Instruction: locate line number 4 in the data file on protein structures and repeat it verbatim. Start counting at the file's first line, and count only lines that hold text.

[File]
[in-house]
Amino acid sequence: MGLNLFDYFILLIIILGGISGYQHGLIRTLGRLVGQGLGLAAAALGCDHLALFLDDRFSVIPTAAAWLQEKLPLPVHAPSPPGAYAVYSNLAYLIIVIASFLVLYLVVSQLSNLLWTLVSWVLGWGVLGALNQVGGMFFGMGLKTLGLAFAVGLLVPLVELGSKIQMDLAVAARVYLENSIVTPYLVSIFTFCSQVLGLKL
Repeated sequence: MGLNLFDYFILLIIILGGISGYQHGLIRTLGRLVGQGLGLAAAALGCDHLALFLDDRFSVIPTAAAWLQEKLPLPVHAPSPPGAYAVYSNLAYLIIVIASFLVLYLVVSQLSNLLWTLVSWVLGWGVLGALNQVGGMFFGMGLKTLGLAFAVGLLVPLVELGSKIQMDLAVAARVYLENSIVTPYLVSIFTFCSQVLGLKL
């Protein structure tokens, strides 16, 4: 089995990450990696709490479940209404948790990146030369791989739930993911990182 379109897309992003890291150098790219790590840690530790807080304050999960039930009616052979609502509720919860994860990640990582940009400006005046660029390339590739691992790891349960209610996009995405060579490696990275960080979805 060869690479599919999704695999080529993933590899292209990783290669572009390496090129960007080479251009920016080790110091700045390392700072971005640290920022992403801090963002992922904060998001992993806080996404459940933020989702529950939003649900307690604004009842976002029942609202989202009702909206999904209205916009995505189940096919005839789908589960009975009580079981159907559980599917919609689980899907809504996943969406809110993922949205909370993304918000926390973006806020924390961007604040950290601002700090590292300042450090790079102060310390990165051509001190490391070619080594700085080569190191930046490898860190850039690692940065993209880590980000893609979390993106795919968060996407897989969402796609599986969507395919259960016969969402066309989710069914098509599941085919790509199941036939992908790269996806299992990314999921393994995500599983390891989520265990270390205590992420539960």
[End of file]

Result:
């Protein structure tokens, strides 16, 4: 089995990450990696709490479940209404948790990146030369791989739930993911990182 379109897309992003890291150098790219790590840690530790807080304050999960039930009616052979609502509720919860994860990640990582940009400006005046660029390339590739691992790891349960209610996009995405060579490696990275960080979805 060869690479599919999704695999080529993933590899292209990783290669572009390496090129960007080479251009920016080790110091700045390392700072971005640290920022992403801090963002992922904060998001992993806080996404459940933020989702529950939003649900307690604004009842976002029942609202989202009702909206999904209205916009995505189940096919005839789908589960009975009580079981159907559980599917919609689980899907809504996943969406809110993922949205909370993304918000926390973006806020924390961007604040950290601002700090590292300042450090790079102060310390990165051509001190490391070619080594700085080569190191930046490898860190850039690692940065993209880590980000893609979390993106795919968060996407897989969402796609599986969507395919259960016969969402066309989710069914098509599941085919790509199941036939992908790269996806299992990314999921393994995500599983390891989520265990270390205590992420539960």